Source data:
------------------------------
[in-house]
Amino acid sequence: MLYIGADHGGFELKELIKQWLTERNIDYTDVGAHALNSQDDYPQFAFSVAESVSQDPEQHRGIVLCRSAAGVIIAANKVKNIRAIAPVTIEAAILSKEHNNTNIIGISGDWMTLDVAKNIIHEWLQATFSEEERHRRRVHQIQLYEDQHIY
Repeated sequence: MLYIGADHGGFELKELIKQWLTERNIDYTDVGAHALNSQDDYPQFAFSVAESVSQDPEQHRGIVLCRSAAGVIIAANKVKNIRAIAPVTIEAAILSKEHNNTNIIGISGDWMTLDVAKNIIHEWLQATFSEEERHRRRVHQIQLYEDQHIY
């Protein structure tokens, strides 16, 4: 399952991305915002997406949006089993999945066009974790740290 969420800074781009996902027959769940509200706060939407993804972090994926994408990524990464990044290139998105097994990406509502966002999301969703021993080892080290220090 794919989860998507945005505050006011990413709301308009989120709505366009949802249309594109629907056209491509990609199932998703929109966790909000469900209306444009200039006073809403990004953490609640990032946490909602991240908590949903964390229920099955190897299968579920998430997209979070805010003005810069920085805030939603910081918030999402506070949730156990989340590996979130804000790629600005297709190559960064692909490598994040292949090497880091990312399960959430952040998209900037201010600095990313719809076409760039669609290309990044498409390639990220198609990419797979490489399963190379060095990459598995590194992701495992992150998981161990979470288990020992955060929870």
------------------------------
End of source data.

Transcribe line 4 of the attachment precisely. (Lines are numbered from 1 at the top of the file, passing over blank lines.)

């Protein structure tokens, strides 16, 4: 399952991305915002997406949006089993999945066009974790740290 969420800074781009996902027959769940509200706060939407993804972090994926994408990524990464990044290139998105097994990406509502966002999301969703021993080892080290220090 794919989860998507945005505050006011990413709301308009989120709505366009949802249309594109629907056209491509990609199932998703929109966790909000469900209306444009200039006073809403990004953490609640990032946490909602991240908590949903964390229920099955190897299968579920998430997209979070805010003005810069920085805030939603910081918030999402506070949730156990989340590996979130804000790629600005297709190559960064692909490598994040292949090497880091990312399960959430952040998209900037201010600095990313719809076409760039669609290309990044498409390639990220198609990419797979490489399963190379060095990459598995590194992701495992992150998981161990979470288990020992955060929870």